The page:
Tax Code Shaken, Economic Outlook Not Stirred
A common argument put forth by proponents of tax-and-spend schemes is that pro-growth tax reforms are a guaranteed way for a state to destroy its bond rating. Following a recently updated assessment of Maine’s economy by prominent credit ratings firms, the state’s current path of pro-growth tax reforms clearly has not hindered its economic outlook or competitiveness.
Maine is enjoying better economic growth than the rest of New England, state revenue projections are being met and credit ratings are not in danger of reaching 2005 levels, when the state suffered considerable downgrades thanks largely to an economic downturn.
Two of the world’s most prominent credit rating agencies recently provided an update on the status of Maine’s bond ratings. Moody’s reaffirmed Maine’s 2016 general obligation (GO) bonds with an encouraging “Aa2” rating, citing Maine’s economic outlook as “stable.”
In this case, the “stable outlook reflects expectation that the economy will grow steadily over the next few years.” While reaffirming an AA rating to Maine’s GO bonds, Standard & Poor’s said “stable outlook reflects our opinion that, although economic growth trends are sluggish, they have been relatively stable.”
When it comes to fiscal reform, the ideological divide is often fairly clear. Free marketeers believe that spending control and pro-growth tax reform lead to widespread economic opportunity, balancing out the playing field by making sure more taxpayers get to keep more of their money.
Capital, which money represents, is better utilized in the free market than by being swallowed up in a perpetual boondoggle. Opponents of pro-growth tax reform, on the other hand, worry about where government will get its money, and how all-too-often worthless projects will be financed. They often point to any dip in state credit ratings as an indicator that government requires an endless stream of revenue; otherwise their bonds will be worthless. This is not the case, as many high-tax states have poor ratings.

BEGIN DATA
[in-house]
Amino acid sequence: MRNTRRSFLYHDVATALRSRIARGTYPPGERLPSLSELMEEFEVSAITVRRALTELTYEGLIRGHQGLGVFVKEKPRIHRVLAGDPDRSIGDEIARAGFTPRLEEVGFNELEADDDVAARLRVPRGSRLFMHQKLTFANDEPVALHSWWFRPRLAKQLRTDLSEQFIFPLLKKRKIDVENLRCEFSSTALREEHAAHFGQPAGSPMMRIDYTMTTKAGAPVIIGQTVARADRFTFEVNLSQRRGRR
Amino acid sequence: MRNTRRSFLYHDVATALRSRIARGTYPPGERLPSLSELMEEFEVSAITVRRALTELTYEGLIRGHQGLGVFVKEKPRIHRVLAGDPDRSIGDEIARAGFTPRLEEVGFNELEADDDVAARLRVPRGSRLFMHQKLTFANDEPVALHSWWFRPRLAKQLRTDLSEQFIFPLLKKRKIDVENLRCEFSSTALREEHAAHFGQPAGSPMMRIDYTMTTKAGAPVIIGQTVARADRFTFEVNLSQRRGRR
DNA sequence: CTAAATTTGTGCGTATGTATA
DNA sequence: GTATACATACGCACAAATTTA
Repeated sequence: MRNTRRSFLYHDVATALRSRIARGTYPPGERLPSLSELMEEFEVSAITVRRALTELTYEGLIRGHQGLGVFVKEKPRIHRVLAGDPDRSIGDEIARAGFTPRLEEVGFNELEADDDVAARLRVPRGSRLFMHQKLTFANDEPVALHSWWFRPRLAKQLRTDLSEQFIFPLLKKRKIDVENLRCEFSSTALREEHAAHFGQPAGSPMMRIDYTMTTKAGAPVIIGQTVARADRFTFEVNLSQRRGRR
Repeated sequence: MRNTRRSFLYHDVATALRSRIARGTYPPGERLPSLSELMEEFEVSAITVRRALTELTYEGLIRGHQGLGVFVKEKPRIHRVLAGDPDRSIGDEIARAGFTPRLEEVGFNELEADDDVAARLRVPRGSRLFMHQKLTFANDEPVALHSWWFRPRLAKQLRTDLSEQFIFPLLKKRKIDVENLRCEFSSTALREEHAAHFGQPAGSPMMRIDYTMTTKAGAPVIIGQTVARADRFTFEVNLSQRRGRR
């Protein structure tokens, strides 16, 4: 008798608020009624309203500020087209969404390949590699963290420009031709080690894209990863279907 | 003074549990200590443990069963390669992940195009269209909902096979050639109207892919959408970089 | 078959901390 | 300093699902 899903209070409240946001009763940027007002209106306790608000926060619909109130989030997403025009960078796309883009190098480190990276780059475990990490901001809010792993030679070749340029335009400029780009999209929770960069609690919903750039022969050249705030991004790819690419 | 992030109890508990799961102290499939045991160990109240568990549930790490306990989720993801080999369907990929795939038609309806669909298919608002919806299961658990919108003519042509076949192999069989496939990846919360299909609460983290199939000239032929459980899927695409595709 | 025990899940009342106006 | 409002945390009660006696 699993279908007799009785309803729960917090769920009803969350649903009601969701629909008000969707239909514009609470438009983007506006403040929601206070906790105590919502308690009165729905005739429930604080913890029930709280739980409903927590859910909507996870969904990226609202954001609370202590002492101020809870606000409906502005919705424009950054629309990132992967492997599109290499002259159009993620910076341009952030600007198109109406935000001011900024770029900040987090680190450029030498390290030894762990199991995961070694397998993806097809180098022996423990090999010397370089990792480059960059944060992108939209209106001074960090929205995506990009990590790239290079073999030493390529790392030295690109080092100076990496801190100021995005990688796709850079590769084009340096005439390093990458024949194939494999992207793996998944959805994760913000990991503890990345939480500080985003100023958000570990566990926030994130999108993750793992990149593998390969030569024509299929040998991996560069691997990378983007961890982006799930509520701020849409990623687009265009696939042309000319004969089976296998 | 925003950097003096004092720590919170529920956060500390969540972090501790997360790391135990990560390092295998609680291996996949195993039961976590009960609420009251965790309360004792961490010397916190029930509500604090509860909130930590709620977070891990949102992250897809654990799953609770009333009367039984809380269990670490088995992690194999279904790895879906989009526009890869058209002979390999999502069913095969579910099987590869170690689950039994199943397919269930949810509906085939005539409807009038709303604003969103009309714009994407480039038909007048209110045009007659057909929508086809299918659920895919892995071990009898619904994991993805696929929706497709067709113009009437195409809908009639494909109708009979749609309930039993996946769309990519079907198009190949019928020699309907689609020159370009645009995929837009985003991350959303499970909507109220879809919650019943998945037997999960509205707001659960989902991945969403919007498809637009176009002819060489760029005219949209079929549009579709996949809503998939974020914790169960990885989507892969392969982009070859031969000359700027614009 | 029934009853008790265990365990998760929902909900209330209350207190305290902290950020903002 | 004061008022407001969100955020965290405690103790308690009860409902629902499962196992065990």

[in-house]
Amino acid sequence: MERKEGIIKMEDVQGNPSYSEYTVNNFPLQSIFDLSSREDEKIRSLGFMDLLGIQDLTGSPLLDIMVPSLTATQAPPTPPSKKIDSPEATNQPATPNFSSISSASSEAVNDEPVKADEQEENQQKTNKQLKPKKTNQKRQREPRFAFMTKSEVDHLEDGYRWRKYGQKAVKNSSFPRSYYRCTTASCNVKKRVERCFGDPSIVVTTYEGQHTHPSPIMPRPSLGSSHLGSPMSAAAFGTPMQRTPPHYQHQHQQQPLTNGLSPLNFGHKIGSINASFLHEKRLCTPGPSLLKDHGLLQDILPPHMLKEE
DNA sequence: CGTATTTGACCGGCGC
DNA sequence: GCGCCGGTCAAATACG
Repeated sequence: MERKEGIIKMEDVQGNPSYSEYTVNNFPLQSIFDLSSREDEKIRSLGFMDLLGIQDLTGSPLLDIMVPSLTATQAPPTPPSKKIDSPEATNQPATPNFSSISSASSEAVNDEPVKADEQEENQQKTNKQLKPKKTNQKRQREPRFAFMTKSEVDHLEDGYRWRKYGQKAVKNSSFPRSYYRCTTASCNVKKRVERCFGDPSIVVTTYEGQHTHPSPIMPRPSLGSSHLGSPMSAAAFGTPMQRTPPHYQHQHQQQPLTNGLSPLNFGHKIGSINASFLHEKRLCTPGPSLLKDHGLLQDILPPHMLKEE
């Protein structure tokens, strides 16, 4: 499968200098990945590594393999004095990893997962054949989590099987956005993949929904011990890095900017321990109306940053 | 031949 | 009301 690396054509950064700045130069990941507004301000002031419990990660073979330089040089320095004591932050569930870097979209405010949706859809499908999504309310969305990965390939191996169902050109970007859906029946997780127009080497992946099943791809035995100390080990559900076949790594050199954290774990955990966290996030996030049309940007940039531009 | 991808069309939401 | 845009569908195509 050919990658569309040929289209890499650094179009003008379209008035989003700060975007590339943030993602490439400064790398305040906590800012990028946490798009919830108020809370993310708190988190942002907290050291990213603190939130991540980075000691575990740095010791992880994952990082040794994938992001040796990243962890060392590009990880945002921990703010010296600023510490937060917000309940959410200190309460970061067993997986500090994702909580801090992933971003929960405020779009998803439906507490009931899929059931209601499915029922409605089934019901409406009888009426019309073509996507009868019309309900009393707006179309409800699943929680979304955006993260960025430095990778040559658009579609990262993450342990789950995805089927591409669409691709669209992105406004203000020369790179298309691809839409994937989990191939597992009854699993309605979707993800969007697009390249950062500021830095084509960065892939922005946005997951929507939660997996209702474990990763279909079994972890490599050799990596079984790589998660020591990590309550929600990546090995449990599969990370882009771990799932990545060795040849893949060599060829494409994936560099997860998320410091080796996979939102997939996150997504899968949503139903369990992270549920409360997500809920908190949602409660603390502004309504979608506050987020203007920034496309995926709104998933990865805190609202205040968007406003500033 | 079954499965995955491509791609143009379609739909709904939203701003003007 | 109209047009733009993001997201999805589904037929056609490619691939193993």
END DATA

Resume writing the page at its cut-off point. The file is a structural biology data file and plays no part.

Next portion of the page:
The table above, which appears in the eighth edition of the complete Rich States, Poor States: ALEC-Laffer State Economic Competitiveness Index, shows that high-tax states do not enjoy better credit ratings than low-tax states.
In fact, one need look no further than North Carolina, which recently passed a historic package of tax reductions, but still maintains a AAA bond rating from all three credit ratings agencies thanks to its corresponding spending reduction and economic growth.
Despite their apparent dedication to collecting as much revenue as possible, they are not rewarded by the ratings agencies. The truth is that spending levels drive deficits and debt, and are therefore chief contributors of a state’s fiscal health. It is generally accepted that an individual cannot live above his means. The logic should only follow, then, that a state should be similarly restrained.